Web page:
How The Senate Health Bill Would Affect Special Ed Programs
How education services would be effected has garnered little attention in the national debate as Republican lawmakers seek to repeal and replace the Affordable Care Act, but cuts to Medicaid could have serious consequences on health-related services in schools.
In Indiana, districts stand to lose more than $3.6 million per year over the next two decades, under proposed cuts to Medicaid spending under new federal healthcare legislation.
Indiana districts use Medicaid, the federal healthcare program for low-income people, to pay for certain health-related services. Districts rely on Medicaid reimbursements for special education, transportation for children with disabilities, social workers, full-time nurses, testing accommodations, physical and occupational therapists and medical equipment. Districts also use Medicaid reimbursements for administrative costs, like health fairs or connecting students without medical insurance to state services.
“This serves as a lifeline for schools across Indiana and it’s going to hit the neediest districts the hardest,” says Stephanie Slone, school-based Medicaid specialist with the Indiana Department of Education. “The money allows schools to spend on things it believes can make tremendous impact on students and communities.”
In Indiana, about 160 districts receive reimbursements for IEP services and about 135 receive reimbursements for administrative costs, Slone says. In 2016, Indiana districts received a total of $16.9 million in state and federal Medicaid reimbursements.
With changes to Medicaid, school systems could struggle to provide services mandated under the federal Individuals With Disabilities Education Act. The law is supposed to ensure that students with disabilities receive high-quality educational services, but it has historically been underfunded.
Changes to Medicaid reimbursements could exacerbate that.
“Schools still have to provide that free appropriate public education, that will always be a requirement,” Slone says. “What could occur would be a loss of staffing positions, the ability to have low-income students go to clinics, materials and supplies.”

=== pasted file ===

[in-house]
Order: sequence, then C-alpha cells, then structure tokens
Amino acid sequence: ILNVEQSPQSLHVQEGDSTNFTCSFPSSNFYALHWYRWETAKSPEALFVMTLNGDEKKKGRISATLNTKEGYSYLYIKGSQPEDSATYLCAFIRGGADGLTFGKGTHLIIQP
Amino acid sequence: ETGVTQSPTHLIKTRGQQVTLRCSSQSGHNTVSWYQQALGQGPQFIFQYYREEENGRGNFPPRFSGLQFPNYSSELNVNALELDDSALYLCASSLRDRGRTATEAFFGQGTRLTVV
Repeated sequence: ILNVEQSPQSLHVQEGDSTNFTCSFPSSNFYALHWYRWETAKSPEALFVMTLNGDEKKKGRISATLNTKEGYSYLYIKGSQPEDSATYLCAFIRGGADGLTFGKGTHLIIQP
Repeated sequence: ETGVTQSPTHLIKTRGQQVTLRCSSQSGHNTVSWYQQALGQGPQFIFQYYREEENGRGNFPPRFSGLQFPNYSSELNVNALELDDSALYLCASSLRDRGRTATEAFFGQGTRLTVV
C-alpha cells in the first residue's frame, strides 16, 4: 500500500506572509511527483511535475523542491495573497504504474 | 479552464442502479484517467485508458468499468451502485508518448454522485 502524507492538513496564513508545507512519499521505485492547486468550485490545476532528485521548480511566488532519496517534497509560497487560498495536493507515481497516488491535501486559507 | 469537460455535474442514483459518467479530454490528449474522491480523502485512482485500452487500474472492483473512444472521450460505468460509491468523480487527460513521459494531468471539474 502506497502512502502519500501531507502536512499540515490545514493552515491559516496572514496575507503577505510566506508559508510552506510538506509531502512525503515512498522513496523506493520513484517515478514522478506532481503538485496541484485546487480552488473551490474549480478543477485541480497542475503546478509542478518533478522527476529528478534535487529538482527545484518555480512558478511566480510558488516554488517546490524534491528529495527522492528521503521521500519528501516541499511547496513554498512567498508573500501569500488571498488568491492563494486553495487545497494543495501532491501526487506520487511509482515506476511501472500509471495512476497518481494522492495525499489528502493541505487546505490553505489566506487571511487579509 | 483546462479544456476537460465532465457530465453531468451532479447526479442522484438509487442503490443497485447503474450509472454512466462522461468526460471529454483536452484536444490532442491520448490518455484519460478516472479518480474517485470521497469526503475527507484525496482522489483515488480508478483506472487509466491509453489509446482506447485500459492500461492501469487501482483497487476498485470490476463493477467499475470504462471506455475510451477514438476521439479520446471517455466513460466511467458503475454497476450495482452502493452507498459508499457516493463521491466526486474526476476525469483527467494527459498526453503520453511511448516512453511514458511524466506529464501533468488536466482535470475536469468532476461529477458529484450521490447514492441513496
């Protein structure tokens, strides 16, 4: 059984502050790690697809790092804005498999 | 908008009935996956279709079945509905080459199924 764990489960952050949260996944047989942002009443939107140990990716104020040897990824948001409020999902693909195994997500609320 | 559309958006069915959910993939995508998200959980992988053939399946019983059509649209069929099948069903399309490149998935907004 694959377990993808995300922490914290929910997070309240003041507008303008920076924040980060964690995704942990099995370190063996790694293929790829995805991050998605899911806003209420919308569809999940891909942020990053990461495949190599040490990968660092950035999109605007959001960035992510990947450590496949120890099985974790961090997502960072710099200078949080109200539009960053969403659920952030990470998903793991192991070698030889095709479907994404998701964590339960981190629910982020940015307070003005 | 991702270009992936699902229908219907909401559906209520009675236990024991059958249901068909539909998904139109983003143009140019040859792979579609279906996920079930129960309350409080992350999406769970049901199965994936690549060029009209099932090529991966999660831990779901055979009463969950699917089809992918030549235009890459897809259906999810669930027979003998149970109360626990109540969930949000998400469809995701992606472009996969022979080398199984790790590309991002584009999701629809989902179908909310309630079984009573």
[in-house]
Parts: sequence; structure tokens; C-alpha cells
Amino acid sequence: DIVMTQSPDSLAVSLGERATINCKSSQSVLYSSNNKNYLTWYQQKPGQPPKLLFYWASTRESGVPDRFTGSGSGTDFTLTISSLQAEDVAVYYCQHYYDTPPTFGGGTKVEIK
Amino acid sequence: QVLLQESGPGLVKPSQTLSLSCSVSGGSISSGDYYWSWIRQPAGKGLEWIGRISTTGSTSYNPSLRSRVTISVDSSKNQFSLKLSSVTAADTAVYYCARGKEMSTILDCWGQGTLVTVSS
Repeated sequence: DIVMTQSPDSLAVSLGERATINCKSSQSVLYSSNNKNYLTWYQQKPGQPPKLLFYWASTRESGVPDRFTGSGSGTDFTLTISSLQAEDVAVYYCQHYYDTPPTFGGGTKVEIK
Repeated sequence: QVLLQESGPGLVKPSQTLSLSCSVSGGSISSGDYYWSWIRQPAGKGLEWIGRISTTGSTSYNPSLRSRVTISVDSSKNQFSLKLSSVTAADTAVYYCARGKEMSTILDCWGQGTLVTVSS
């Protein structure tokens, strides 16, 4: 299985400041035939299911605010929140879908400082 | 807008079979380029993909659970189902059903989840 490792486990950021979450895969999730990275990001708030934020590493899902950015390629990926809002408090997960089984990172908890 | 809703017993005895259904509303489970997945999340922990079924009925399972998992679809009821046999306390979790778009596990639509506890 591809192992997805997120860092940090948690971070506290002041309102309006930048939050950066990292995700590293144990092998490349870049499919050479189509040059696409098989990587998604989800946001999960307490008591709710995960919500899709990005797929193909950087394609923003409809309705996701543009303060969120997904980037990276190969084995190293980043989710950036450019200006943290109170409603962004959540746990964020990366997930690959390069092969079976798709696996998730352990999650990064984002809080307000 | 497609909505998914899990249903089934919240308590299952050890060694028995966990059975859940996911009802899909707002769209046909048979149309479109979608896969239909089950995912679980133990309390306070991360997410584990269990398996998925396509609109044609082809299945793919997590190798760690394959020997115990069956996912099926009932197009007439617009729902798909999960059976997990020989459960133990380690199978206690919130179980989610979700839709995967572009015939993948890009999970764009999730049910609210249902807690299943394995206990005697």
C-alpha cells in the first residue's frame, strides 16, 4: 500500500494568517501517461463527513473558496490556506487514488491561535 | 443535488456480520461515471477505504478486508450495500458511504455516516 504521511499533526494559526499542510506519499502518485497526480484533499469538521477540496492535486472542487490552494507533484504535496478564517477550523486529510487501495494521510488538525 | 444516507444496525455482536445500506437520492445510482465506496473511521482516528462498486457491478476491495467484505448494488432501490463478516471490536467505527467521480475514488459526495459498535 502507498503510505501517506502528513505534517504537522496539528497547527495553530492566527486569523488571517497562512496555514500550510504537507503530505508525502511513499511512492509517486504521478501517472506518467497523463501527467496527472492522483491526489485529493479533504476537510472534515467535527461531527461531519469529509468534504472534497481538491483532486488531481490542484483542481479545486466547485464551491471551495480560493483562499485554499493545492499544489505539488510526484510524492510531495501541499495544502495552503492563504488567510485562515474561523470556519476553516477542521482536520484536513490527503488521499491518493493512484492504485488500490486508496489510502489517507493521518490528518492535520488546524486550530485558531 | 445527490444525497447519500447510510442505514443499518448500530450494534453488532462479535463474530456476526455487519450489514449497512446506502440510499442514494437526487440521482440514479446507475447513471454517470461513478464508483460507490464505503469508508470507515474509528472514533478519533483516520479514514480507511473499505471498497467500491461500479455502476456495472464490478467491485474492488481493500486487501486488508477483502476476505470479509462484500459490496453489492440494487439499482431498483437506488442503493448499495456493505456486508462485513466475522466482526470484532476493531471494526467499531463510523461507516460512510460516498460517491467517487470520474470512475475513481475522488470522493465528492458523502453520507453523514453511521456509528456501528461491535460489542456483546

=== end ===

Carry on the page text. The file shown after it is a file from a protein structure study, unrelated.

According to an analysis by the Congressional Budget Office, if the Senate bill passes there would be cuts to Medicaid of 25 percent by 2026 and 35 percent by 2036. That means Indiana districts could lose more than $2.7 million per year by 2026 and $3.6 million per year by 2036, according to an analysis by Sen. Joe Donnelly’s office released this week.
“The Senate health care bill would mean significant cuts to Indiana’s public schools and services that Hoosier students and parents count on every day,” Donnelly said, in a statement. “Because of proposed cuts our schools could be forced to make even more difficult choices, including whether to eliminate teachers, cut services to students with disabilities, or go without a full-time school nurse.”
Across the state groups have banned together to raise concerns about the Medicaid changes, including superintendents representing numerous districts, the Indiana Association of Public School Superintendents and the Indiana Small and Rural Schools Association.
“Medicaid and these dollars provide the critical health services for kids across the country that help them be able to learn and study and be ready for school,” says Scott Turney, executive director of Indiana Small and Rural School Association.
About 47 percent of rural children are enrolled in Medicaid or Children’s Health Insurance Program (CHIP), known as Children’s Medicaid, according to Turney. Programs cover prescription drugs, dental care, eye exams, glasses and other health matters.
In Indiana, school funding still lags behind pre-2009 rates, when adjusted for inflation. Rural schools, often pinched for funds, already share teachers and special education services.
Turney says funding constraints will be intensified under the proposed Medicaid changes.
“Schools are strapped for money,” Turney says. “Schools will do what they’re able to do within their abilities, but they may not meet the needs that Medicaid and the CHIP program can provide.”